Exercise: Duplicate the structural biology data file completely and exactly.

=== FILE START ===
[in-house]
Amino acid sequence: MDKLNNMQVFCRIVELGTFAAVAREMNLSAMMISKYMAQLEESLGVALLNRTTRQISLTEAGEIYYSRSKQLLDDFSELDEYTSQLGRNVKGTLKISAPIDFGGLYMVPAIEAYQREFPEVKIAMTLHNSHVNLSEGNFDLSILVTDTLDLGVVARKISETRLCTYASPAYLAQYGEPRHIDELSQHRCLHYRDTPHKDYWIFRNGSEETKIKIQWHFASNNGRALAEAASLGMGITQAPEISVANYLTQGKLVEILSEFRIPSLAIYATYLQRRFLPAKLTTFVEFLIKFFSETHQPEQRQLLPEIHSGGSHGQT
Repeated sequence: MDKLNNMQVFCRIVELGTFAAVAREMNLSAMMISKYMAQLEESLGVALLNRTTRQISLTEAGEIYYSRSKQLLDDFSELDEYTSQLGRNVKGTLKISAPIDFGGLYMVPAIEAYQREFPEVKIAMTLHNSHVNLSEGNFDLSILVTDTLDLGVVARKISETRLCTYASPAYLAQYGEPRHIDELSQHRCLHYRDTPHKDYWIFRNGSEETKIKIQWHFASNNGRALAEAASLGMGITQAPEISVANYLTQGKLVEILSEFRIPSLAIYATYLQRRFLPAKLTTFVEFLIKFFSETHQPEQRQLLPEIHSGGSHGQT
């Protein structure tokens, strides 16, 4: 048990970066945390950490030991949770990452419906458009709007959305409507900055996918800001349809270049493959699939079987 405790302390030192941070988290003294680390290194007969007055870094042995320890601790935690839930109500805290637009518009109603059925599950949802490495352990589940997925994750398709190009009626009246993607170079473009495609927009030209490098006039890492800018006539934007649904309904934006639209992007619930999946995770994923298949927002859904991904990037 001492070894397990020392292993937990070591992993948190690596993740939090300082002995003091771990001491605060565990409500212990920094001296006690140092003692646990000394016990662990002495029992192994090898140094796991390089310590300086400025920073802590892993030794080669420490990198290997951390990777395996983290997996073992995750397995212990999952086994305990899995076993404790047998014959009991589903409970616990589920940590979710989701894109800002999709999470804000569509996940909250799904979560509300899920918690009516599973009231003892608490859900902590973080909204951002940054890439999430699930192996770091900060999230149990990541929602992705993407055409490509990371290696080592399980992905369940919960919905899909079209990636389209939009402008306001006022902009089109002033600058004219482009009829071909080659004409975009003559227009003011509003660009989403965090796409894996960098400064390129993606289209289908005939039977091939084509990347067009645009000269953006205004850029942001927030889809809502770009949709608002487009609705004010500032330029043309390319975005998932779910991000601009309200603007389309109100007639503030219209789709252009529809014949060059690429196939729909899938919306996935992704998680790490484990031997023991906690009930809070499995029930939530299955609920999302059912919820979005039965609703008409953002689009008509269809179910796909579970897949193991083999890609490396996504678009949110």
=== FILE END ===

[in-house]
Amino acid sequence: MDKLNNMQVFCRIVELGTFAAVAREMNLSAMMISKYMAQLEESLGVALLNRTTRQISLTEAGEIYYSRSKQLLDDFSELDEYTSQLGRNVKGTLKISAPIDFGGLYMVPAIEAYQREFPEVKIAMTLHNSHVNLSEGNFDLSILVTDTLDLGVVARKISETRLCTYASPAYLAQYGEPRHIDELSQHRCLHYRDTPHKDYWIFRNGSEETKIKIQWHFASNNGRALAEAASLGMGITQAPEISVANYLTQGKLVEILSEFRIPSLAIYATYLQRRFLPAKLTTFVEFLIKFFSETHQPEQRQLLPEIHSGGSHGQT
Repeated sequence: MDKLNNMQVFCRIVELGTFAAVAREMNLSAMMISKYMAQLEESLGVALLNRTTRQISLTEAGEIYYSRSKQLLDDFSELDEYTSQLGRNVKGTLKISAPIDFGGLYMVPAIEAYQREFPEVKIAMTLHNSHVNLSEGNFDLSILVTDTLDLGVVARKISETRLCTYASPAYLAQYGEPRHIDELSQHRCLHYRDTPHKDYWIFRNGSEETKIKIQWHFASNNGRALAEAASLGMGITQAPEISVANYLTQGKLVEILSEFRIPSLAIYATYLQRRFLPAKLTTFVEFLIKFFSETHQPEQRQLLPEIHSGGSHGQT
């Protein structure tokens, strides 16, 4: 048990970066945390950490030991949770990452419906458009709007959305409507900055996918800001349809270049493959699939079987 405790302390030192941070988290003294680390290194007969007055870094042995320890601790935690839930109500805290637009518009109603059925599950949802490495352990589940997925994750398709190009009626009246993607170079473009495609927009030209490098006039890492800018006539934007649904309904934006639209992007619930999946995770994923298949927002859904991904990037 001492070894397990020392292993937990070591992993948190690596993740939090300082002995003091771990001491605060565990409500212990920094001296006690140092003692646990000394016990662990002495029992192994090898140094796991390089310590300086400025920073802590892993030794080669420490990198290997951390990777395996983290997996073992995750397995212990999952086994305990899995076993404790047998014959009991589903409970616990589920940590979710989701894109800002999709999470804000569509996940909250799904979560509300899920918690009516599973009231003892608490859900902590973080909204951002940054890439999430699930192996770091900060999230149990990541929602992705993407055409490509990371290696080592399980992905369940919960919905899909079209990636389209939009402008306001006022902009089109002033600058004219482009009829071909080659004409975009003559227009003011509003660009989403965090796409894996960098400064390129993606289209289908005939039977091939084509990347067009645009000269953006205004850029942001927030889809809502770009949709608002487009609705004010500032330029043309390319975005998932779910991000601009309200603007389309109100007639503030219209789709252009529809014949060059690429196939729909899938919306996935992704998680790490484990031997023991906690009930809070499995029930939530299955609920999302059912919820979005039965609703008409953002689009008509269809179910796909579970897949193991083999890609490396996504678009949110």